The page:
Here there is no Gentile or Jew, circumcised or uncircumcised, barbarian, Scythian, slave or free, but Christ is all, and is in all.
Therefore, as God’s chosen people, holy and dearly loved, clothe yourselves with compassion, kindness, humility, gentleness and patience.
Are you familiar with StoryCorps? Here’s their mission statement, as it appears on their website:
StoryCorps’ mission is to preserve and share humanity’s stories in order to build connections between people and create a more just and compassionate world.
We do this to remind one another of our shared humanity, to strengthen and build the connections between people, to teach the value of listening, and to weave into the fabric of our culture the understanding that everyone’s story matters. At the same time, we are creating an invaluable archive for future generations.
A recent StoryCorps recording featured a conversation with François Clemmons. Clemmons played the role of Officer Clemmons on the program, Mister Rogers’ Neighborhood. Clemmons, an African-American graduate student, met Fred Rogers, a white Presbyterian minister, in 1968. After meeting, Fred Rogers invited Clemmons to participate on his television program which was marketed toward children but which, quite arguably, was a gentle teacher to many adults who sat with their children to watch the show.
In the StoryCorps conversation, Mr. Clemmons shares his reservations about appearing on the show, especially in light of his experience of police officers in his community during a time of civil rights marches and displays of racism on the nightly news. As Clemmons explains:
Policeman [sic] were sicking police dogs and water hoses on people. And I really had a hard time putting myself in that role. So I was not excited about being Officer Clemmons at all.
But Clemmons does accept the role of a police officer in Mister Roger’s Neighborhood and, in one scene, Fred Rogers invites Officer Clemmons to sit with him and cool his feet in a wading pool. There they sit, on national television — a white man and a black man, their feet resting beside each other in the very same pool of water — as if it’s the most normal thing in the world.
Fred Rogers brought a gentle and kind presence to his engagement of culture, and one of his most compelling and undeniable virtues was compassion. In the StoryCorps conversation, François Clemmons shares the impact this scene had on him:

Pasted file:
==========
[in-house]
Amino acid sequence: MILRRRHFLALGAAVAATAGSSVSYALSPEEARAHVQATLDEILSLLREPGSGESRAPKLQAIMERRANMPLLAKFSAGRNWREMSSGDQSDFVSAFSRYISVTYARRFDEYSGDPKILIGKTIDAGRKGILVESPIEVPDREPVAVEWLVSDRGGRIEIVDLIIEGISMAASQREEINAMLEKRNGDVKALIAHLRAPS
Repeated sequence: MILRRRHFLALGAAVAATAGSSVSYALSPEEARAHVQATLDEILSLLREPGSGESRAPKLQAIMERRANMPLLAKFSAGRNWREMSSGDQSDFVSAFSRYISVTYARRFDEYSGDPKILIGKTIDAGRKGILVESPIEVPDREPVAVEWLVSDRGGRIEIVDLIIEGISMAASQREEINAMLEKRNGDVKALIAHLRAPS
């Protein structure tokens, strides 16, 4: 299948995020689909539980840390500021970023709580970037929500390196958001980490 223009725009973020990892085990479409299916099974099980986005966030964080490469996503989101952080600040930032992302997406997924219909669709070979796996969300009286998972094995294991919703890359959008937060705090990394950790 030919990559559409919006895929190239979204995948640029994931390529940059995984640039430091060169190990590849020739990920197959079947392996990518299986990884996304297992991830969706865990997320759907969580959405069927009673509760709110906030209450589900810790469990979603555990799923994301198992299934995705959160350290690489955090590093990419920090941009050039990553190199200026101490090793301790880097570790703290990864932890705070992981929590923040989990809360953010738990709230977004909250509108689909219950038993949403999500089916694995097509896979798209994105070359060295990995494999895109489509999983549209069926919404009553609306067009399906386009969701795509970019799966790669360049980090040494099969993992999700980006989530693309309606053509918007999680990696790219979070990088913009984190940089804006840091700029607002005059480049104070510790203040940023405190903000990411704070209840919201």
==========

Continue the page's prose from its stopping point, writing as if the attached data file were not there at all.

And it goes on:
The icon Fred Rogers, not only was showing my brown skin in the tub with his white skin as two friends, but as I was getting out of that tub he was helping me dry my feet… And so that scene touched me in a way that I was not prepared.
Listeners to the conversation on StoryCorps’ website, can hear Fred Rogers and Officer Clemmons in this short, but moving exchange. At the very end of the audio clip of this interaction between Mister Rogers and Officer Clemmons, we hear Mister Rogers saying, “Sometimes just a minute like this, will really make a difference.”
In Colossians, Paul reminds us of the importance of compassion. Just as we dress ourselves in jeans and a t-shirt, sneakers and socks, Paul tells us compassion is the spiritual equivalent of an outer garment. As people who have received much compassion — people who are holy and dearly loved, compassion, kindness, humility, gentleness and patience should be the way we move through the world. When we take these virtues with us, into every encounter in every day, even small moments make a difference for eternity.
QUESTIONS FOR REFLECTION:
When have you experienced the compassion of another person?
When have you extended compassion toward another person?
How can you remember to clothe yourself with compassion on a daily basis?
Dear Lord, you are full of compassion and I have been richly blessed because of it. Thank you for loving me, exactly as I am. Help me to be compassionate toward those I meet today, accepting them exactly as they are. Amen.
Image Credit: By Dr. François S. Clemmons – Own work, CC BY-SA 4.0, https://commons.wikimedia.org/w/index.php?curid=41429120.